Quite simply: I like working with people who have worked on their money blocks!
That doesn’t mean they are perfect, but I can tell the difference.
Judging a service by its price doesn’t make you a snooty bitch, by the way.
Recently, we were purchasing a flight for my mother, so she could join us on vacation, and between the two major airlines, there was a $1,000 price difference. No problem, right? Go with the cheaper one.
Not me! I was too suspicious of the price and kept questioning Mark, “Why is it so cheap? Is it an old plane? Is it a terrible seat? Is there a layover?
Why? Why?“ I couldn't figure it out, and it made me not want to buy it because I assumed there would be some horrible catch down the road.
In my experience, when something is suspiciously cheap, it’s usually for a reason!
Whether you're just starting out or an established professional, you don't want to offer the cheapest services in your industry.
If clients say, “You’re so cheap!“ or refer others to you by emphasizing your low prices, take it as a sign that people have a different perception than you do around your worth.
It’s not necessarily a compliment!
Now, let’s look at the flip side.
What do you think when you see someone with “expensive“ pricing?
She must be really good and worth the money!
I’m not saying this is true or fair, but that’s the reality of pricing psychology.
A higher price often gives the perception of experience, mastery, skill, confidence, and higher self-worth.
Here’s another reaction to high pricing:
That’s not for me. Does it feel unfair, exploitative, or exclusionary?
Pricing yourself out of someone’s budget or comfort zone doesn’t make you greedy. It’s okay for those people to be served by someone else.
And it’s okay that some people have to save up to work with you.
Do you remember wanting something that was financially out of your reach?
You felt a sense of accomplishment when you could finally afford it.
Why rob potential clients of the sense of triumph they might feel when they can work with you?
I’m definitely not advocating price gouging.
Most women can tell the difference between knowing their worth and being flat-out evil.
Shitty, unethical people are usually shitty and unethical in all areas of their lives.
That’s not you.
It’s not evil or manipulative to make a significant living from your business—not only to put food on the table for your kids, but also to have enough money to live an extraordinary life.
Because, unlike greedy people I know you’ll do great things with your wealth.
Remember, there’s no magical critic-proof price, which is why the Goldilocks pricing method is so personal.
Even if you undercharge, someone will ask why you’re not serving clients for free—guaranteed!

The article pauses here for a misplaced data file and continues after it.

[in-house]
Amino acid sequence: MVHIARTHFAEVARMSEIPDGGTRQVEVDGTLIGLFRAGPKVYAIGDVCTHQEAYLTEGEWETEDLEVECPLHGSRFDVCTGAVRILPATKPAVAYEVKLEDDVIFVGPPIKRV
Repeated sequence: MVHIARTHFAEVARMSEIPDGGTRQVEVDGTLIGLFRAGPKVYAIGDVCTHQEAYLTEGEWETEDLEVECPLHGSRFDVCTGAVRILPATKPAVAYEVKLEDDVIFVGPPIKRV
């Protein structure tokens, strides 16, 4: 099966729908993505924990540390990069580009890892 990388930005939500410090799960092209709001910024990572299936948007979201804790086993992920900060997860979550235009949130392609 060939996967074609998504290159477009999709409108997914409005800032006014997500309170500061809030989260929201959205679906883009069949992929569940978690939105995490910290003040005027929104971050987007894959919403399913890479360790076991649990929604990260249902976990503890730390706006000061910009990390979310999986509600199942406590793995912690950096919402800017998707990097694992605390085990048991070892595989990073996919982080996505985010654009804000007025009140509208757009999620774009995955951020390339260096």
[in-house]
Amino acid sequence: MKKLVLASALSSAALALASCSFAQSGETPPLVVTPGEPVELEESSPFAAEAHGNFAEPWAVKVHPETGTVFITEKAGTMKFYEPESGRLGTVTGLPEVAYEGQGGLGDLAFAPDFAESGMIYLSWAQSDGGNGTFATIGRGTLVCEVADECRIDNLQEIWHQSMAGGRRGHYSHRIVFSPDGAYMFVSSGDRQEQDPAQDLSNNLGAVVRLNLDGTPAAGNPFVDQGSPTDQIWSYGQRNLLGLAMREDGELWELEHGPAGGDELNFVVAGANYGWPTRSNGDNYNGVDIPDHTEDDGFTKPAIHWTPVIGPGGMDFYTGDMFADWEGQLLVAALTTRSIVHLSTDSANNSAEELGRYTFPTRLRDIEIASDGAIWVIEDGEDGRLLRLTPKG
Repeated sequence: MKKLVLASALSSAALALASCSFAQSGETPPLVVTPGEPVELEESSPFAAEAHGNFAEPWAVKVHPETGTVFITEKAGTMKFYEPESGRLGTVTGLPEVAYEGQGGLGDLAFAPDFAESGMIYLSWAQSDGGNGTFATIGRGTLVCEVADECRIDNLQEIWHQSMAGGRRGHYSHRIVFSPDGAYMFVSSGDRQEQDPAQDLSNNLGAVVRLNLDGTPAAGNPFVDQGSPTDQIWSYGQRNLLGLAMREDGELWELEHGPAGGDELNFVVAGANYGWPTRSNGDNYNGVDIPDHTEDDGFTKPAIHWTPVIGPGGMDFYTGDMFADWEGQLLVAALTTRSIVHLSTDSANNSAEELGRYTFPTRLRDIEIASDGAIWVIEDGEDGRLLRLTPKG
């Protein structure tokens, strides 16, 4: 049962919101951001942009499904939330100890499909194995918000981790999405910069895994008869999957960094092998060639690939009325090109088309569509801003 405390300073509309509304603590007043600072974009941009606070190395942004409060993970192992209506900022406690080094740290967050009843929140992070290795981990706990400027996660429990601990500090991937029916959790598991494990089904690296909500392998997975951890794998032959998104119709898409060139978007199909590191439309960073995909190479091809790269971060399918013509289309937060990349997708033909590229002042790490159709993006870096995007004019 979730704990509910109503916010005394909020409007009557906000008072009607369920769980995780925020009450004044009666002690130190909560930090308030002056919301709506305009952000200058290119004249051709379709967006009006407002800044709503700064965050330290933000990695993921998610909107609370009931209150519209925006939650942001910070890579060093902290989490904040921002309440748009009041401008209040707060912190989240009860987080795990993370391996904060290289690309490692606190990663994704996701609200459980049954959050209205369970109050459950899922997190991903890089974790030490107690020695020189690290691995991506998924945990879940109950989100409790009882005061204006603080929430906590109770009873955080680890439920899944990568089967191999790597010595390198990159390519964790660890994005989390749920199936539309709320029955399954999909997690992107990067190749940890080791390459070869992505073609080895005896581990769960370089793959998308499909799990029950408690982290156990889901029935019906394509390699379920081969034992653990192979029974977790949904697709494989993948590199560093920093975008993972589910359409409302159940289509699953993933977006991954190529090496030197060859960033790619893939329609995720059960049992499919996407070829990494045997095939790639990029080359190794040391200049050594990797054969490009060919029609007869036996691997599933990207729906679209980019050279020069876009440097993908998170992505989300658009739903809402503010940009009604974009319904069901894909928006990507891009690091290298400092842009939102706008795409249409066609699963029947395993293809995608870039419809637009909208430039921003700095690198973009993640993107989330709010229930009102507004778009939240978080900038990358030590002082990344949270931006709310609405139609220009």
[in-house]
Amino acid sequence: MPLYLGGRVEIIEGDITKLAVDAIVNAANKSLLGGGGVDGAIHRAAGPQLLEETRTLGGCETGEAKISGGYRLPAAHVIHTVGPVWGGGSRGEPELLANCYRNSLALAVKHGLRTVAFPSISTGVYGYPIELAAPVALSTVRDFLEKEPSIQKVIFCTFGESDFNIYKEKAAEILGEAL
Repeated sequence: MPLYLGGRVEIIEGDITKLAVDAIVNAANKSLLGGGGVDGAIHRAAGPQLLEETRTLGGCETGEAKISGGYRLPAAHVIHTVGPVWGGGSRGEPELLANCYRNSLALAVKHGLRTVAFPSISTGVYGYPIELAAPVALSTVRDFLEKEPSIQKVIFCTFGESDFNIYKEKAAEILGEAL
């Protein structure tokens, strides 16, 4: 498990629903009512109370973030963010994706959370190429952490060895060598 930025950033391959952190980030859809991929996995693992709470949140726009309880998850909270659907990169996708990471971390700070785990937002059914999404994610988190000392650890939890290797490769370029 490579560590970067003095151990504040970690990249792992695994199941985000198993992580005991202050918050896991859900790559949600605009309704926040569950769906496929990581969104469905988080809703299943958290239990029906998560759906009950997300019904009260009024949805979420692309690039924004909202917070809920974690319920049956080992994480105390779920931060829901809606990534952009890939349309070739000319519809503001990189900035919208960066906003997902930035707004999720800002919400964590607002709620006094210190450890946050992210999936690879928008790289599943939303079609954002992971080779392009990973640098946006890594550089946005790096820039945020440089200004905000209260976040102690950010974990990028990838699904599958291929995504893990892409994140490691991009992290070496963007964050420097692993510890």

Don't be offended; it's just a business rite of passage.
People will ask you to lower your prices, no matter how low they are to start with, and it’s okay to say no. I’ve heard this so many times.
An entrepreneur agonizes over the price and finally quotes what she thinks is a low but reasonable proposal and the response comes back “too expensive.“
Those people aren’t your customers.
One of my Money Bootcampers, Ingrid Tuffin, got an email from a prospective client saying, “We have received your proposal. Your price seems high for this job. Would you like to amend your quote?“
She simply wrote back, “No.“ We cheered her on!
Make sure you’re surrounding yourself with people who believe in charging what you’re worth, otherwise, you’ll constantly second-guess yourself.
Every time I’ve set my prices, I’ve had completely opposite reactions to the same amount.
Even on the same day I’ve heard, “That’s too expensive.“ and “Wow, that’s great value!“ Who would you rather serve?
I’m not saying you can just sell a bag of horse poo for $10,000.
But, if you’re giving good results for $10,000, and it’s appropriate for someone to pay that because they’ll get a great return on that investment, charge the ten grand.
Then wait for somebody who says, “Oh, is that all? What a bargain!“
That’s the truth about pricing.
There will always be someone who thinks it’s too expensive, and there will always be someone who thinks it’s a great deal.
You’re not required to serve everyone, and many aren’t going to be a match for your services or pricing.
You don’t have to convince them.
You won’t get your pricing exactly right the first or the hundredth time.
So, try not to worry about what other people say or think.
Chill out and just pick a price.
I can’t tell you want to charge, but I can help you make sure your money blocks don’t sabotage your pricing and receiving.
If you want my help to clear your money blocks, grab my free workshop all about the seven most common blocks.
Go to DeniseDT.com/Blocks and watch it today
Remember, It’s okay to be expensive for some people.
It’s your time and you’re ready for the next step.
These 7 Money Blocks Will Keep You Under-Charging, Over Delivering & From Earning What You're Worth!